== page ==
My goal this semester is to try a new strategy or technique once a unit in all of my classes. It’s a lofty goal but thanks to my teacher friends (some of whom have shared their ideas at the bottom of this post) and Pinterest I think I’ll be able to do it. The first one up was the review game, “I have, who has.” I always thought it was a little on the elementary side, but I also wanted to ease into this and start with something relatively easy to make (since my free time is pretty limited), so I figured I’d try it with my 6th graders first. If it went well I’d test it out on 7th grade, and if that went well I’d use it with my 8th graders too. What I found interesting was that regardless of the girls in each class, each grade level responded to this in mostly the same way.
One thing I did do for each set of review cards, was to add extension tasks so the girls have to apply what they learned, and not just match items up. Depending on the topic, the extension tasks include map work, timelines, historical dialogue, ranking systems, and more to really work with the material and make sure it’s fully grasped before moving on. So first I handed out all the cards, then the girls stood in a big circle in the middle of my room, and because most of them hadn’t played this before either I explained how it would work and how they’d know when it was their turn. Once we started they understood the concept pretty quickly.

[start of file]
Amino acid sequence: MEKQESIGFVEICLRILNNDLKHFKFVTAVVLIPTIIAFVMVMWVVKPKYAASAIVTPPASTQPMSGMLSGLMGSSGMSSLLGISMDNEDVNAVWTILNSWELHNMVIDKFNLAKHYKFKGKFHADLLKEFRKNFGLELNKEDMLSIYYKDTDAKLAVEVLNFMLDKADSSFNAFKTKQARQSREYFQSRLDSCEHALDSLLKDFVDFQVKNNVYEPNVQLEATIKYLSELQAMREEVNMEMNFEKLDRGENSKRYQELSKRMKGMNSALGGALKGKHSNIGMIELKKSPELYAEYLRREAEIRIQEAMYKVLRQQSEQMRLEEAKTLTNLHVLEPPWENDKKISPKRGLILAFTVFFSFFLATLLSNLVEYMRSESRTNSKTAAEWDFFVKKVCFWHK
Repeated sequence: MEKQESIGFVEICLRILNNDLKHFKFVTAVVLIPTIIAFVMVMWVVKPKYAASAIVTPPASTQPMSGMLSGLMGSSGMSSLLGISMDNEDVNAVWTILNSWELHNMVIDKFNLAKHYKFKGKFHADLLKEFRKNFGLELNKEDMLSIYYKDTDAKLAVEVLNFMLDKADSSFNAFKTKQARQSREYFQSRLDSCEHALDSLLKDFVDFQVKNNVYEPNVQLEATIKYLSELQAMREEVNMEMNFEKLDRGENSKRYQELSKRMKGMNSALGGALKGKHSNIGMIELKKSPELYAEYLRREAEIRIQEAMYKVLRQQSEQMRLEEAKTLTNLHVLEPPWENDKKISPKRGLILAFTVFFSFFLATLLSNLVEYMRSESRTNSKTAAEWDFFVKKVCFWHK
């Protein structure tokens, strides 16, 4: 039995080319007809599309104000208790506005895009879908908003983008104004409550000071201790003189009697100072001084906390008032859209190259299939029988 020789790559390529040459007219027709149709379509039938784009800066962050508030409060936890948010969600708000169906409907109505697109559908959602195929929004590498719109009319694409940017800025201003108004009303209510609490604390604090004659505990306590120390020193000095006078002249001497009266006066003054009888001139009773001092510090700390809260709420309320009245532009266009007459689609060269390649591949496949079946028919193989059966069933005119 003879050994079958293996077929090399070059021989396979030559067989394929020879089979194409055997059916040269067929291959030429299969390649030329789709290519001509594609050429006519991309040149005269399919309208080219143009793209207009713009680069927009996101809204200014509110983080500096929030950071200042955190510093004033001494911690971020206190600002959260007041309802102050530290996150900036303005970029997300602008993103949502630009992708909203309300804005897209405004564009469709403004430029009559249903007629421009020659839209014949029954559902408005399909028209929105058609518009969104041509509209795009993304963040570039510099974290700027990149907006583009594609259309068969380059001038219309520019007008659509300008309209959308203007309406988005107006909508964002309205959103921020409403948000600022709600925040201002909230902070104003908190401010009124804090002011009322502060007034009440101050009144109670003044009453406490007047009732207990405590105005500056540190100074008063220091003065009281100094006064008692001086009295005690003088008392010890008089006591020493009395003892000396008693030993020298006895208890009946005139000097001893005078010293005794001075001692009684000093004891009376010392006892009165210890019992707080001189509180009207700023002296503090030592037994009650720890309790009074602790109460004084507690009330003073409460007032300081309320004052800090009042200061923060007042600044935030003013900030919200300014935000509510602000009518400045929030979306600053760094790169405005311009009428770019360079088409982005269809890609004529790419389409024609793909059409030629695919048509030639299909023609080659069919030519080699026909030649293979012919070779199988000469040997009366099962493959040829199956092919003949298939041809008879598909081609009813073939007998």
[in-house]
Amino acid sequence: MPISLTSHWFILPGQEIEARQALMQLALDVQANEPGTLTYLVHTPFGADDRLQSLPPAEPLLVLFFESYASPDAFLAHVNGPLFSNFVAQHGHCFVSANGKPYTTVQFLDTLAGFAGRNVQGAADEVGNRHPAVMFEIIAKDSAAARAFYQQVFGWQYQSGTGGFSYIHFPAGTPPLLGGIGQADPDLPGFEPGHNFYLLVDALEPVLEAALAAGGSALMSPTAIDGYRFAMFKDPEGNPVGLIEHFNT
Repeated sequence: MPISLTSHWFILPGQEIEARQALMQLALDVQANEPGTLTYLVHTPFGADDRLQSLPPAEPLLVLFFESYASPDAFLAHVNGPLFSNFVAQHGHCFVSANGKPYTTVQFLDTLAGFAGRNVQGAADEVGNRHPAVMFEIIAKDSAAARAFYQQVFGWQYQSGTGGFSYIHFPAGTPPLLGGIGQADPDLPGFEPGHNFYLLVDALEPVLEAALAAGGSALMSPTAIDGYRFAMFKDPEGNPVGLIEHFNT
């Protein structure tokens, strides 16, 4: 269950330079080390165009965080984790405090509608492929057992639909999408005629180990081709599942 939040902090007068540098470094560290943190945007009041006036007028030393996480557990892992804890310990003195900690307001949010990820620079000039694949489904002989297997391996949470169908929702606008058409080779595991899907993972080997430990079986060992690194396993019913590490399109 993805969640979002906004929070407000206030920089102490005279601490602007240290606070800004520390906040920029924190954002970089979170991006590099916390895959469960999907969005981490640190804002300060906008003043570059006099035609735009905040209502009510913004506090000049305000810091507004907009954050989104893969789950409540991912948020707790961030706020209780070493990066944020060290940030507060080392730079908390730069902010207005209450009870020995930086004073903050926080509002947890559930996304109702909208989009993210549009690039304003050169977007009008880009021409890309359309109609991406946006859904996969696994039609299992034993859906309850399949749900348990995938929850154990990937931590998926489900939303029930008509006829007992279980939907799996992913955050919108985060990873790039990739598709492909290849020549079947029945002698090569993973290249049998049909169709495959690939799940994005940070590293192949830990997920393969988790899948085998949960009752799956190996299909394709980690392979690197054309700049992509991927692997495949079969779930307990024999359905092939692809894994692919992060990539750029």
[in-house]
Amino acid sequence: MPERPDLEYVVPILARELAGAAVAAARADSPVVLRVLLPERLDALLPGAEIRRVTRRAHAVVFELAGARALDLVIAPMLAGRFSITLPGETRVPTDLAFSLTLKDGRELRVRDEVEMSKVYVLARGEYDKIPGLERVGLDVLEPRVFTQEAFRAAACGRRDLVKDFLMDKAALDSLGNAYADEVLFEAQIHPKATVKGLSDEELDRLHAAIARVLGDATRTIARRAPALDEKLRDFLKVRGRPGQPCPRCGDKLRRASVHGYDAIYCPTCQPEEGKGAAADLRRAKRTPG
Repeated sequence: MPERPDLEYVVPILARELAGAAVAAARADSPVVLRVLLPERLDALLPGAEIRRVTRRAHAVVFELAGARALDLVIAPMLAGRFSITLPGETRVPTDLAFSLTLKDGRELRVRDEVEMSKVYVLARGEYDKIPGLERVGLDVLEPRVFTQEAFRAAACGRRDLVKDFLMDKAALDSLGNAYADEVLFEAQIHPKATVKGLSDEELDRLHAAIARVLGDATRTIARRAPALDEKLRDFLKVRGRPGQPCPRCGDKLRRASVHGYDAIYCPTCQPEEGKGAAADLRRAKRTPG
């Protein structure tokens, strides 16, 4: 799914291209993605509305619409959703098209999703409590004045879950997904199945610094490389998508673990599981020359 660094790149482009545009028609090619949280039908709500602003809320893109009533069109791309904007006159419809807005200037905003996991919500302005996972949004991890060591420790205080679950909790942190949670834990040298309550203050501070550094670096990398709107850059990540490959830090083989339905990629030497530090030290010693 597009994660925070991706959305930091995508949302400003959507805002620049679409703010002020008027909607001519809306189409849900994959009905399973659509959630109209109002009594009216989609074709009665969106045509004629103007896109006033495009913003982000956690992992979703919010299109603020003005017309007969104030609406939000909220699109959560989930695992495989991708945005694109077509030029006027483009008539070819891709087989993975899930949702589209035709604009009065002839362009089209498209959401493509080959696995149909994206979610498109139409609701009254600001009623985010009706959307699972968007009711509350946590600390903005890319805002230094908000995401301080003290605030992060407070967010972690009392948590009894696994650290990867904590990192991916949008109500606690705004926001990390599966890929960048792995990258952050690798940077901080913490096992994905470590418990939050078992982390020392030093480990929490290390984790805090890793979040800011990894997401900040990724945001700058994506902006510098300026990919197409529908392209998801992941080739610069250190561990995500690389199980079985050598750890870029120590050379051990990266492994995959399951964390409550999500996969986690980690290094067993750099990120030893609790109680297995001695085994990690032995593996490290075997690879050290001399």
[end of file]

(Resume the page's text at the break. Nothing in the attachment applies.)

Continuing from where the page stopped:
—6th grade LOVED it! Since they’re a small group they each got 2 cards per so they had to stay focused a bit extra. I had them use it to review landforms our first day back after Christmas Break and it was such a hit that I started making sets for them to review the other topics we’ve studied and to have on hand for future topics.
—7th grade seemed to enjoy it, but their overall interest wasn’t held as long, so I think next time I’ll try one of three things: I’ll either give them 2 cards each like I did with 6th grade, or there will be some sort of motivation to pay attention (like 3 consecutive cards will be used as fill in the blanks on the test), or maybe they were just too stumped because I had also used it to review material from before Christmas Break so maybe if they’re not so frustrated in trying to remember the material they can have more fun with it next time.
—8th grade was totally not impressed. I got the feeling they thought it was too childish so I told them everything is a learning experience (especially when we do something for the first time), I would make a few changes, and they would give it one more shot. We’ll use it one more time to review the War of 1812 in a few weeks. If they still don’t like it then that’s fair, there are plenty of other review techniques out there I can use with them.
Click around in the links below to read other strategies and ideas from other history teachers!
Are you trying something new this year in your classroom? Was it an unexpected hit or miss? I’d love to hear about how it went in the comments 🙂